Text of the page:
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How Nakuru kiosk cartels are fleecing traders

BUSINESS NEWS
By Karanja Njoroge and Vincent Mabatuk | January 31st 2016
Business stalls funded by Nakuru East CDF kitty along Gusii road in Nakuru town. The allocation of the stalls has been infiltrated by criminal cartels .PHOTO: KIPSANG JOSEPH

KENYA: Acquiring trading sheds and stalls in Nakuru town is not for the fainthearted. Powerful and treacherous cartels — with political links - have taken control of the lockable kiosks and stalls within the Central Business District — fleecing innocent traders.

The cartel run by individuals linked to outlawed gangs sells space acquired for free at between Sh70,000 and Sh400,000 at the Sh46 million market which is yet to be completed.

Last year, Governor Kinuthia Mbugua evicted hundreds of hawkers from the streets with a promise of being relocated to newly constructed markets.

But the relocation was hijacked by criminal networks. The group has since been selling trading spaces to the hawkers. The stalls have been constructed at Maasai Market, Section 58, Oginga Odinga Street, Langa Langa and Free area raising fears the town could end up as one big informal urban centre.

A recent attempt to introduce more stalls at the crowded market situated in the town’s major street, Kenyatta Avenue, met stiff resistance from residents opposed to proliferation of unplanned structures.
Though county authorities insist trading spaces are free for displaced hawkers, investigations by The Standard on Sunday revealed dashed hopes of deserving traders who failed to get space at Nasher Market.
“I paid Sh70,000 to get this space from the owner, a matatu driver owns two others spaces in this market which were supposed to have been given to hawkers,” a trader said.

Owners of the sheds have been renting them out for Sh3,000 a month and those who fail to pay are promptly kicked out by a ruthless gang.

Samson Njagi was one of the lucky traders who got a stall constructed through the CDF kitty along Mburu Gichua Road without paying a cent. But he bought another one last year at Sh120,000 and is now disposing it at Sh200,000.

Along the same street, Fredrick Okembo’s stall is being leased at Sh96,000 for a year. Like his counterpart, Okembo is lucky that he owns several stores and is also selling space at the wholesale market.

Along Wakamba Lane, hundreds of stalls that the county had pumped in more than Sh3 million remain abandoned as criminals have vandalised them.

William Ngetich, one of the 500 traders shortlisted as a beneficiary claimed powerful cartels tasked to construct the stalls had fled after pocketing millions of shillings, stalling the project. Some residents have accused Biashara Ward MCA Stephen Kuria of making a fortune by selling space to desperate traders. But Kuria dismisses the allegations, saying the exercise was above board as it was conducted in conjunction with the market’s chairmen.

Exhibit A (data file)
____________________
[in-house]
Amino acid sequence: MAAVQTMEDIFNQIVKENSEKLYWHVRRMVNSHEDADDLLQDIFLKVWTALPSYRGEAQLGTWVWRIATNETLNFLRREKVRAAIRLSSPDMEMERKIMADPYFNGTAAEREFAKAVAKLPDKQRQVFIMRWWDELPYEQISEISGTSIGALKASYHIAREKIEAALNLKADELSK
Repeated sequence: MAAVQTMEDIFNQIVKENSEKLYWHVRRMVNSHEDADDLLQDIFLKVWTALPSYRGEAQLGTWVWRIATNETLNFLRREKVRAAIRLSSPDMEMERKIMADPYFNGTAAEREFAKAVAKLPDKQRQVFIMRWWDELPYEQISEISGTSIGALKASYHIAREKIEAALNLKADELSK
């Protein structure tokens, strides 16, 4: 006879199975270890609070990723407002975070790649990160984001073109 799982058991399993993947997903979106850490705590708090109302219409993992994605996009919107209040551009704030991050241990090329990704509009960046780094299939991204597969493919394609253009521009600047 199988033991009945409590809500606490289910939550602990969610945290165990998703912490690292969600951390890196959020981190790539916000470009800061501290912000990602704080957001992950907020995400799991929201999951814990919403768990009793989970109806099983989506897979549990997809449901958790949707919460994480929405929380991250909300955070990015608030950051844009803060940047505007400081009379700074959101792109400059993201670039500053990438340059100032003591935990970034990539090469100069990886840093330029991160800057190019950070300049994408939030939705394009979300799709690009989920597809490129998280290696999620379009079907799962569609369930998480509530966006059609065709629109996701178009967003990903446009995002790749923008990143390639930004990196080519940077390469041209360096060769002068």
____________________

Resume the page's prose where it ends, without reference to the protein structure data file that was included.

“If there is any benefit that I might have accrued from the relocation it is political and not financial,” the MCA said.

Kuria said there is little the county government or market leaders can do to dissuade the traders from selling or leasing the stalls once they have been allocated.

Nakuru Street Traders and Hawkers Association Chairman Simon ole Nasieku claimed the county deliberately failed to issue allocation cards to the members so that cartels can ride roughshod on the traders.

“The cartels are so powerful having connections with local politicians. This explains why some individuals got more than one trading stall while genuine hawkers got none,” a hawker said.

Nakuru has been grappling with an influx of hawkers and street traders since 2008 when hundreds of post-election violence victims sought refuge in the town.

But Nakuru East MP David Gikaria said the haphazard eviction of hawkers had created a vacuum which the cartels used to exploit desperate street traders.

“The county had set aside Sh145 million to set up a hawker’s complex but whether the money was used to build the market still remains a mystery. Hawkers are not the real beneficiaries of Nasher Square,” said the MP. Ownership of the land where the market is built and which served as a matatu stage before it was acquired to house the hawkers is also shrouded in mystery with some private developers claiming it.

County Physical Planning Executive Rachel Maina defended the county government against claims of turning the town’s main streets and estates into an eyesore through unregulated structures.

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